A sick boy on a stalled GO train brought out the 'helpful' Canadian spirit

A five-year-old was set to miss his specialist's appointment at Sick Kids after his family got caught in the 1.5-hour GO train delay. But other passengers stepped in to help.

Abdulaziz Shoev, 5, has brittle bone disease and was going to miss his appointment at Sick Kids

A Good Samaritan gave Abdulaziz Shoev, 5, an apple after the little boy became hungry on the delayed GO train. He and his mother, Shirin Ziyovuddinova, were travelling to Sick Kids to see a specialist. (Serenity Palia/CBC)

The morning's stresses mounted quickly.  

A frozen GO train meant that Abdulaziz Shoev, 5, would miss his appointments at Sick Kids, his mother Shirin Ziyovuddinova realized.  Recovering from kidney stones, the little boy began to cry as the delay — which stopped all GO trains and nine Via Rail lines Friday — dragged on for an hour and a half.

The direction of the day changed, however, thanks to the quiet kindness of the other passengers, Ziyovuddinova said.

'In my eyes it's a gift'

"A lady, she was so nice and she offered an apple," Ziyovuddinova said. "He ate that apple and he was just fine after that. I was so grateful — I will never forget that person.

"You think it's just some small gesture, but in my eyes it's a gift."

The Mississauga woman left Port Credit GO station at 9:16 a.m., with plenty of time to get downtown before their first appointment at 10:30 a.m. 

But their car got stuck in Mimico on the Lakeshore West line. 

Thankfully, Ziyovuddinova said that her husband was able to reach the specialist's office who rescheduled the boy's appointments for the afternoon.

"I guess we weren't the only family that had this issue," she said, noting her husband was told that other kids were affected by the stoppage.

Passengers on a train on the Lakeshore West line pass the time while the train is stopped. (Serenity Palia/CBC)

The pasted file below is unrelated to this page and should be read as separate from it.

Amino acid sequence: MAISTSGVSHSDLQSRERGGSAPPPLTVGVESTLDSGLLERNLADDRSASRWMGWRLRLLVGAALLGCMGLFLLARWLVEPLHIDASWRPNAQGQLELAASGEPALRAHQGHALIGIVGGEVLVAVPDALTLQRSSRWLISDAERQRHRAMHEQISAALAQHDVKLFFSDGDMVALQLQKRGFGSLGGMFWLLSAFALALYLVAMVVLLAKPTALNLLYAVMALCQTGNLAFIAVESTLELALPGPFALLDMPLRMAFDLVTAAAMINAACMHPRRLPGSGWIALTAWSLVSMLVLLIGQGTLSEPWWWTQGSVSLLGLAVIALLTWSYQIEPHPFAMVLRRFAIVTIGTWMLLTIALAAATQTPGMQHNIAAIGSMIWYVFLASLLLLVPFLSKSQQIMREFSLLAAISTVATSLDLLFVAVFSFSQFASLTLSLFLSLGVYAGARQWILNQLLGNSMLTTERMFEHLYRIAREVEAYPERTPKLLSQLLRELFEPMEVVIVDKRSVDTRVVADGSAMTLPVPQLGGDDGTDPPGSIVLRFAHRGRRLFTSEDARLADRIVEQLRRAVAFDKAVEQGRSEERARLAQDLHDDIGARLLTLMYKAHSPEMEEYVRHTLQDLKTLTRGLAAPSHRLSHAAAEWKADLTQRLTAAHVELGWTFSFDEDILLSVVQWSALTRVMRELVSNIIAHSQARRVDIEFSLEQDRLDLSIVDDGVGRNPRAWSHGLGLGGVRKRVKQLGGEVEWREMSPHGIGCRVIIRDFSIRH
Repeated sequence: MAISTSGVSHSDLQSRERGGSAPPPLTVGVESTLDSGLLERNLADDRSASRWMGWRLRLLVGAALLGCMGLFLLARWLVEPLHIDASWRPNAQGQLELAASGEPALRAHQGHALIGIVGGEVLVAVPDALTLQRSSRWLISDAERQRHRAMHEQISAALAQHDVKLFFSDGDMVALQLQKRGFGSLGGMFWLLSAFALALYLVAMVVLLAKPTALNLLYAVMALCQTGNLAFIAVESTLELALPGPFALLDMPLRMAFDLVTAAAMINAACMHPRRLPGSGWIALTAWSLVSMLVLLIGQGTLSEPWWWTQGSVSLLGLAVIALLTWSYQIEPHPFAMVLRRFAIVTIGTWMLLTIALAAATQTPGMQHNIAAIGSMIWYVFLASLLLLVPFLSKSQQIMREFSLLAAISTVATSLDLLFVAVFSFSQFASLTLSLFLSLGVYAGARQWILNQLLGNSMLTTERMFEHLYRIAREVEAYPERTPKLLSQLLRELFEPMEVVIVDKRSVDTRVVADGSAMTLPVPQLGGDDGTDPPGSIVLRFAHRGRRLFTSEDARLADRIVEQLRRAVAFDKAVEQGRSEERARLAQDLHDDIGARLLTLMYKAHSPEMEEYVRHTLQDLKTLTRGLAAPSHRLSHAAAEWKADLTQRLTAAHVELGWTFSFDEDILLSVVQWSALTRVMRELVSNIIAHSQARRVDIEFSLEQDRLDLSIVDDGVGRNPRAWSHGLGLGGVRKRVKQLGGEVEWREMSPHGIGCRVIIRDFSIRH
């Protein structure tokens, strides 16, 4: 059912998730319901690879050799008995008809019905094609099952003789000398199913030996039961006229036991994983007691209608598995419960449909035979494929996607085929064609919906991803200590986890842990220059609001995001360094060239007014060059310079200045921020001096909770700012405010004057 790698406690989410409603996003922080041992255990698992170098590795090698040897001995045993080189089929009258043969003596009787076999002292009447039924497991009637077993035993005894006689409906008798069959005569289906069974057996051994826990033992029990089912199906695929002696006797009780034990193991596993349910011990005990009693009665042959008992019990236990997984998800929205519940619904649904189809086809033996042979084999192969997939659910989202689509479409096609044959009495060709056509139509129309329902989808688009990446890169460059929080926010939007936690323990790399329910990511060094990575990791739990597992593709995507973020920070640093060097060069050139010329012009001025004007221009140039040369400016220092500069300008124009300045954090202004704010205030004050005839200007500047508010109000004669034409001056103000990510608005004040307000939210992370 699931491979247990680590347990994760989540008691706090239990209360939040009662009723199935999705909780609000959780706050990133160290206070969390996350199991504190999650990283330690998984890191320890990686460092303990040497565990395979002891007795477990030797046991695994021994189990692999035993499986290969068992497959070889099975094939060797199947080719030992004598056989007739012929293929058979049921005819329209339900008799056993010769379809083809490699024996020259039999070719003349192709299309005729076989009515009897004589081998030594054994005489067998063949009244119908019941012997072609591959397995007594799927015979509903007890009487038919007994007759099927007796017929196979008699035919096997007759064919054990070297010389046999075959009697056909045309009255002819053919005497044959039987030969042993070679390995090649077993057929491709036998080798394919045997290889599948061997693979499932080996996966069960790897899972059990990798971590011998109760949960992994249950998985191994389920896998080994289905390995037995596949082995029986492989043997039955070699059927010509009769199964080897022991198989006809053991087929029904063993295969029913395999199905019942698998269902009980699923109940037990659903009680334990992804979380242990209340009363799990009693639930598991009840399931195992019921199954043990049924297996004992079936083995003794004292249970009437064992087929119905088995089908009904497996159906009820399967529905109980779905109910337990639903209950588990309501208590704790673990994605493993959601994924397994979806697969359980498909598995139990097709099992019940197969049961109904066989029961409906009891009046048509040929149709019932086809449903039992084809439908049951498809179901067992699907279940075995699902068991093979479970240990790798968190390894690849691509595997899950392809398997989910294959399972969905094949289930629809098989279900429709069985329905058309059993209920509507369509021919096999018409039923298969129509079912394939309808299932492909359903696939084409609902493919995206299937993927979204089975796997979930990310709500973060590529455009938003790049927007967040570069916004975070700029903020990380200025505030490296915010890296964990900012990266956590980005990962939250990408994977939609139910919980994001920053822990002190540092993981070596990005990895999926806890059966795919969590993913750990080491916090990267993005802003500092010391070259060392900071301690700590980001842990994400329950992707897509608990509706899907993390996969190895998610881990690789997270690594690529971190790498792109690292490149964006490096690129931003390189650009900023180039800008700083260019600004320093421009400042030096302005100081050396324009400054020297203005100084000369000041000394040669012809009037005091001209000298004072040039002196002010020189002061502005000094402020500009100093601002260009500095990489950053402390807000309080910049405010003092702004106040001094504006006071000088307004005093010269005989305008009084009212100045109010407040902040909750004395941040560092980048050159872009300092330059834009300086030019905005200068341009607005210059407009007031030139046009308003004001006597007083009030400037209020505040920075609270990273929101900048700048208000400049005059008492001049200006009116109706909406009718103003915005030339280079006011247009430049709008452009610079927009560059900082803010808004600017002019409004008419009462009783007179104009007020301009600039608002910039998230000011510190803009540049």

Her son needed an ultrasound, as well as the doctor's visit, to see whether the treatment he'd received for kidney stones was successful.

He also has brittle bone disease, the reason that the family chose to move from their native Tajikistan two years ago.

While the access to health care prompted the decision to come to Canada, the reaction of those on the GO train was emblematic of the Canadian spirit the family has experienced since its arrival, Ziyovuddinova said.

The conductor came through several times, made a few jokes to lighten the mood, and offered the use of his phone, according to other passengers.

And everyone stayed calm and patient.

"It's these things that I really do appreciate since we came," Ziyovuddinova said. "We noticed that people are very, very helpful and in any kind of situation you can find a friendly response."

About the Author

Laura Fraser

Digital Journalist, Toronto

Laura Fraser is an award-winning journalist who writes about justice, politics and the human experience. She spent more than a month digging into the state of long-term care in Nova Scotia, has been witness to the joy and the sorrow of Syrian refugees, and still gets an adrenaline rush from breaking a big story. On weekends, the Toronto native can be found in hiking boots, on skis, or guarding home plate for The Hazzards.

With files from Tania Mehta


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